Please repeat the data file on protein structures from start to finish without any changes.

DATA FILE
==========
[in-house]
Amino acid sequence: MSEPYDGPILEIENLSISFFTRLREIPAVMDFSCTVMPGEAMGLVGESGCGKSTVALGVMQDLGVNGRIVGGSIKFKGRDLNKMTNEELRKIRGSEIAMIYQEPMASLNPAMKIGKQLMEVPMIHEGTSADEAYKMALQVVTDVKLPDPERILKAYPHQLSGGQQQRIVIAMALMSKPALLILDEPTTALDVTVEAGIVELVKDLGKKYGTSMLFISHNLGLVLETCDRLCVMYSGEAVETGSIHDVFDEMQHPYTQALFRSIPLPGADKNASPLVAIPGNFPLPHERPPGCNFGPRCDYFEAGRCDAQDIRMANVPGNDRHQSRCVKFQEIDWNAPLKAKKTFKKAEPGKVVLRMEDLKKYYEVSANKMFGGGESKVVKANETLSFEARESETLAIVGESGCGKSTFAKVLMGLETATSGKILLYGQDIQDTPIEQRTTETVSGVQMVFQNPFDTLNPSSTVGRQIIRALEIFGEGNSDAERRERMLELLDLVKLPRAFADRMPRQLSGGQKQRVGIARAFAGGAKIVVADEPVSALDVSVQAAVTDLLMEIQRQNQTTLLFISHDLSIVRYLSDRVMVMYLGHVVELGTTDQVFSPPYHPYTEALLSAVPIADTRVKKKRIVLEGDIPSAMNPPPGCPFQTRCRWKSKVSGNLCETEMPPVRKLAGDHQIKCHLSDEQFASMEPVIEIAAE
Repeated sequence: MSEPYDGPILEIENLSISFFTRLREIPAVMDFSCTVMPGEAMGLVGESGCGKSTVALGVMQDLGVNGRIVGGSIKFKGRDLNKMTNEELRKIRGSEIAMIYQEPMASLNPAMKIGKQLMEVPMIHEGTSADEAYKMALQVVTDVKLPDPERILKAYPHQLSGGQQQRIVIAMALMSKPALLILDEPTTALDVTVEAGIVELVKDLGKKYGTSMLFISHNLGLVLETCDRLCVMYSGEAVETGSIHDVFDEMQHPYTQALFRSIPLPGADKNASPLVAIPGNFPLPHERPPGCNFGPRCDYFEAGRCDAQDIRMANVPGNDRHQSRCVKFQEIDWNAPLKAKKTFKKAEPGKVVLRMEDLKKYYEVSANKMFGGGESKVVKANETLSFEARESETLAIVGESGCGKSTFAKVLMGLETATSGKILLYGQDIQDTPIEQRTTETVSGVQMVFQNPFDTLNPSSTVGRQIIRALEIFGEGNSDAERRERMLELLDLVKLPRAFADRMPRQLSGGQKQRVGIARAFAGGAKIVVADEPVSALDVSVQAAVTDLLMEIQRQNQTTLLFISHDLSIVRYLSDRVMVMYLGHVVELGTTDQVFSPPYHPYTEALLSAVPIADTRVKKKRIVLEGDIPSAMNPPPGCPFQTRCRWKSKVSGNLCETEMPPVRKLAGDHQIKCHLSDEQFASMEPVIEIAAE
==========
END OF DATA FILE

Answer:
[in-house]
Amino acid sequence: MSEPYDGPILEIENLSISFFTRLREIPAVMDFSCTVMPGEAMGLVGESGCGKSTVALGVMQDLGVNGRIVGGSIKFKGRDLNKMTNEELRKIRGSEIAMIYQEPMASLNPAMKIGKQLMEVPMIHEGTSADEAYKMALQVVTDVKLPDPERILKAYPHQLSGGQQQRIVIAMALMSKPALLILDEPTTALDVTVEAGIVELVKDLGKKYGTSMLFISHNLGLVLETCDRLCVMYSGEAVETGSIHDVFDEMQHPYTQALFRSIPLPGADKNASPLVAIPGNFPLPHERPPGCNFGPRCDYFEAGRCDAQDIRMANVPGNDRHQSRCVKFQEIDWNAPLKAKKTFKKAEPGKVVLRMEDLKKYYEVSANKMFGGGESKVVKANETLSFEARESETLAIVGESGCGKSTFAKVLMGLETATSGKILLYGQDIQDTPIEQRTTETVSGVQMVFQNPFDTLNPSSTVGRQIIRALEIFGEGNSDAERRERMLELLDLVKLPRAFADRMPRQLSGGQKQRVGIARAFAGGAKIVVADEPVSALDVSVQAAVTDLLMEIQRQNQTTLLFISHDLSIVRYLSDRVMVMYLGHVVELGTTDQVFSPPYHPYTEALLSAVPIADTRVKKKRIVLEGDIPSAMNPPPGCPFQTRCRWKSKVSGNLCETEMPPVRKLAGDHQIKCHLSDEQFASMEPVIEIAAE
Repeated sequence: MSEPYDGPILEIENLSISFFTRLREIPAVMDFSCTVMPGEAMGLVGESGCGKSTVALGVMQDLGVNGRIVGGSIKFKGRDLNKMTNEELRKIRGSEIAMIYQEPMASLNPAMKIGKQLMEVPMIHEGTSADEAYKMALQVVTDVKLPDPERILKAYPHQLSGGQQQRIVIAMALMSKPALLILDEPTTALDVTVEAGIVELVKDLGKKYGTSMLFISHNLGLVLETCDRLCVMYSGEAVETGSIHDVFDEMQHPYTQALFRSIPLPGADKNASPLVAIPGNFPLPHERPPGCNFGPRCDYFEAGRCDAQDIRMANVPGNDRHQSRCVKFQEIDWNAPLKAKKTFKKAEPGKVVLRMEDLKKYYEVSANKMFGGGESKVVKANETLSFEARESETLAIVGESGCGKSTFAKVLMGLETATSGKILLYGQDIQDTPIEQRTTETVSGVQMVFQNPFDTLNPSSTVGRQIIRALEIFGEGNSDAERRERMLELLDLVKLPRAFADRMPRQLSGGQKQRVGIARAFAGGAKIVVADEPVSALDVSVQAAVTDLLMEIQRQNQTTLLFISHDLSIVRYLSDRVMVMYLGHVVELGTTDQVFSPPYHPYTEALLSAVPIADTRVKKKRIVLEGDIPSAMNPPPGCPFQTRCRWKSKVSGNLCETEMPPVRKLAGDHQIKCHLSDEQFASMEPVIEIAAE